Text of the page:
Opposition activist Anastasia Rybachenko has dropped her plans to request political asylum in Germany and said she will return to Russia in September.
“I won’t ask for asylum and have left the eurozone,” Rybachenko
She said she would return home in September to join planned mass anti-government protests. “This is our chance to get the authorities to drop all criminal charges against the opposition,” she wrote.
Rybachenko, 20, said last week that she would seek refugee status in Western Europe after investigators searched her parents’ apartment and presented police files that she said would make it easy to accuse her of instigating violence during the May 6 opposition rally at Bolotnaya Ploshchad, where she was detained along with hundreds of others.
The homes of other opposition activists and leaders, including Alexei Navalny, Ilya Yashin and Ksenia Sobchak, have also been searched by police in connection with the investigation into violence at the May 6 event.
Rybachenko traveled to France last month to take part in a protest against State Duma deputies visiting the Council of Europe in Strasbourg. The student activist then met with Russian emigrants and said Monday that she would apply for asylum in Munich, Germany, before her visa expired Wednesday.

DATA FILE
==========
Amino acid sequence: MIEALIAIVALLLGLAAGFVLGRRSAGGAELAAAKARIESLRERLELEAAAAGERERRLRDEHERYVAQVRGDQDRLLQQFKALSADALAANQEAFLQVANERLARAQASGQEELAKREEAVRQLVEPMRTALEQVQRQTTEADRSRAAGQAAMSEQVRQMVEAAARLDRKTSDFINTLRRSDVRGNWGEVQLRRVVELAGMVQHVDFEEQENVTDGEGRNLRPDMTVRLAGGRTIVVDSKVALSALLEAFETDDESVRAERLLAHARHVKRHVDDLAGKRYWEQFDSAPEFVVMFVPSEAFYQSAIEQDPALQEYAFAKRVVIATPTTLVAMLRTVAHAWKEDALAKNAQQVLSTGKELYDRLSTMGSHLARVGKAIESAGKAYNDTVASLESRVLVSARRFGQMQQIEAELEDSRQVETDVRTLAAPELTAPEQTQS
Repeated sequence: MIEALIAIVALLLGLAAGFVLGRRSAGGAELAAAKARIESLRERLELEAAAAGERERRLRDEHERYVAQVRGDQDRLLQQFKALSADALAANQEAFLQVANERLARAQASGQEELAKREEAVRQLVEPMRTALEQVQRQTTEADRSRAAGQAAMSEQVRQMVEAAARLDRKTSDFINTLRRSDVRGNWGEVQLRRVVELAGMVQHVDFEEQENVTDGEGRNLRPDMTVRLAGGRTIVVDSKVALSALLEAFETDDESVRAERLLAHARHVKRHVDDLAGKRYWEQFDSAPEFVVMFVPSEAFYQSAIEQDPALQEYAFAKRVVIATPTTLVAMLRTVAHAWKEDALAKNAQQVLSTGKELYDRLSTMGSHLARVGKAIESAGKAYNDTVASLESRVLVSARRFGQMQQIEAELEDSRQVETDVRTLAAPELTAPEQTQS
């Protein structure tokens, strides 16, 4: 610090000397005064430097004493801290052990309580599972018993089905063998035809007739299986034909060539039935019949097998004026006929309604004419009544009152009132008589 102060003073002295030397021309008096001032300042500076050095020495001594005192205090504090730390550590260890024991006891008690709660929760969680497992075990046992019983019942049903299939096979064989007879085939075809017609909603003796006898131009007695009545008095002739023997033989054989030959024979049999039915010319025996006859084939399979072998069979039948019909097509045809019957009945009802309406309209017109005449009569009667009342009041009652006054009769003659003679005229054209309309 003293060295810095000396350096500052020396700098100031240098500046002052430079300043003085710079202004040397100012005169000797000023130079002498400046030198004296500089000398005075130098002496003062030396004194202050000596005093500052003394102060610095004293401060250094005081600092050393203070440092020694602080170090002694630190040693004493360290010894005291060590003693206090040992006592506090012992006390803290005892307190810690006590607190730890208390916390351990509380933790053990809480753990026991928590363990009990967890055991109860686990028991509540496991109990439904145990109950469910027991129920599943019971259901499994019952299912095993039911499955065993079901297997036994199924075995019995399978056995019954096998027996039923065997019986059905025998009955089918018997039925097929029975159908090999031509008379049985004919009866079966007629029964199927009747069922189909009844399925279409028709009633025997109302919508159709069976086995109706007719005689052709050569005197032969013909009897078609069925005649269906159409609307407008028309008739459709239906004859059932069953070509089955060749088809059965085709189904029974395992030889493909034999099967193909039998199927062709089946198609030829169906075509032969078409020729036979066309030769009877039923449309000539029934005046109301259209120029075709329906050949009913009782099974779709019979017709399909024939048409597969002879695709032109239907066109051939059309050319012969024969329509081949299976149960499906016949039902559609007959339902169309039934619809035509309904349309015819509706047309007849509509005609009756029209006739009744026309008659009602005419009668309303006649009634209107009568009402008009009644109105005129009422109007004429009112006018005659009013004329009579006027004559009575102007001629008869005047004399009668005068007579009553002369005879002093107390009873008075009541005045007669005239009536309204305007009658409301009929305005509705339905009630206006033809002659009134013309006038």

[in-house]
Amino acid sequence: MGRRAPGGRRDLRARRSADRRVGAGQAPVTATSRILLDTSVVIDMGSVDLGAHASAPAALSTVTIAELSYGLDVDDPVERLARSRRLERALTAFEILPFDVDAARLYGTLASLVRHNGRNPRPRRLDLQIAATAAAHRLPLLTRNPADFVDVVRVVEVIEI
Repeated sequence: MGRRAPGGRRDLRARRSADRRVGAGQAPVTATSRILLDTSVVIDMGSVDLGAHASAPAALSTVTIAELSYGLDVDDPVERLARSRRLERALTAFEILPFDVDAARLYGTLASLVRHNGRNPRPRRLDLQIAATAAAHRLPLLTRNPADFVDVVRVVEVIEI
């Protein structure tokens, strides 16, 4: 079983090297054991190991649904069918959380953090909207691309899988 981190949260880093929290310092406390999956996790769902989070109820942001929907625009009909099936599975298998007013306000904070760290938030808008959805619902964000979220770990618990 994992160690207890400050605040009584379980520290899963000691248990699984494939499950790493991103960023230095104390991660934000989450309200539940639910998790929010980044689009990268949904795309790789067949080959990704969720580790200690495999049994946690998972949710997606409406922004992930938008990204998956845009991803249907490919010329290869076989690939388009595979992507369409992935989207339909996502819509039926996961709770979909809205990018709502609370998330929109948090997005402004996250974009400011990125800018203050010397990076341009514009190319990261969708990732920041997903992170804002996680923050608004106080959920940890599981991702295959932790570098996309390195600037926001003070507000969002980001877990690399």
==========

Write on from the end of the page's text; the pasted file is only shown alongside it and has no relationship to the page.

She apparently left Germany before her visa expired but told Interfax that she would not reveal her whereabouts, saying, “I am not in Europe but also not in Russia.” She could not be reached on her cell phone when called by a Moscow Times reporter Wednesday afternoon.
It was unclear why Rybachenko decided not to apply for refugee status in Germany, but experts said she was extremely unlikely to succeed given the country’s tough asylum laws.
“The chances for Russians to be recognized as political refugees are practically zero at present,” said Jens Siegert, who heads the Moscow office of the Boell Foundation, a think tank associated with the German Green party.
He said German courts have in recent years consistently denied asylum even to Chechen refugees, who traditionally represent the bulk of Russian applicants. “The argument is that if it is unsafe for them in Chechnya, they can move to another part of Russia,” he said.
Other Russia activist Alexander Dolmatov, who was also detained at the May 6 protest on Bolotnaya Ploshchad, is currently in the Netherlands awaiting a decision on an application he submitted for asylum in that country in June.